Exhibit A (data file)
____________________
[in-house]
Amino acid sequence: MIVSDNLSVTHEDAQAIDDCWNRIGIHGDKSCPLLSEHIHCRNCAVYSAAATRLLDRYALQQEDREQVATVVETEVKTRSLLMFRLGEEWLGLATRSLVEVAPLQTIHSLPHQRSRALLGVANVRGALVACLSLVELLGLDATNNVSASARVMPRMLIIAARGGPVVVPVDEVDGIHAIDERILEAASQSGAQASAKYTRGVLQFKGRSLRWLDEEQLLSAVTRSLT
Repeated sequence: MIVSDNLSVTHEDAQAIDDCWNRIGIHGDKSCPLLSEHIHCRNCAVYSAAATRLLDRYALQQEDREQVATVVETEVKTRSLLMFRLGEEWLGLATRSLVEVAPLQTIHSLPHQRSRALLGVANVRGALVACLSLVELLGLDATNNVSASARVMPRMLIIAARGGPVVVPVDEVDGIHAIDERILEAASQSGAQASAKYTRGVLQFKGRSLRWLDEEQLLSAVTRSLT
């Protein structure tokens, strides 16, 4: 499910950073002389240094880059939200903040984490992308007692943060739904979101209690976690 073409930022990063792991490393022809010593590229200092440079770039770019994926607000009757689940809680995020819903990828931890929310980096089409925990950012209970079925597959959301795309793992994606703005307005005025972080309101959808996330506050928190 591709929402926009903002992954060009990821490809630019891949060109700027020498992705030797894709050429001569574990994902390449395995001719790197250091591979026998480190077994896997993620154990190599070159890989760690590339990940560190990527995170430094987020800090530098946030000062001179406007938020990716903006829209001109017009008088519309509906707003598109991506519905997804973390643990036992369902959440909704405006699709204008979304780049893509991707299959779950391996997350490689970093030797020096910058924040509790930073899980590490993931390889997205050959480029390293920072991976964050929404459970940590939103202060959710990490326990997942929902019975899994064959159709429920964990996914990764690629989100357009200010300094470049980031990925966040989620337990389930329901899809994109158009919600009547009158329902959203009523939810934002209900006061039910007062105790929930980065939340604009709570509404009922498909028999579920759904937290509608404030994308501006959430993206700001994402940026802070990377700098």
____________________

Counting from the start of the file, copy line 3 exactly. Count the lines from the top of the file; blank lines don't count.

Repeated sequence: MIVSDNLSVTHEDAQAIDDCWNRIGIHGDKSCPLLSEHIHCRNCAVYSAAATRLLDRYALQQEDREQVATVVETEVKTRSLLMFRLGEEWLGLATRSLVEVAPLQTIHSLPHQRSRALLGVANVRGALVACLSLVELLGLDATNNVSASARVMPRMLIIAARGGPVVVPVDEVDGIHAIDERILEAASQSGAQASAKYTRGVLQFKGRSLRWLDEEQLLSAVTRSLT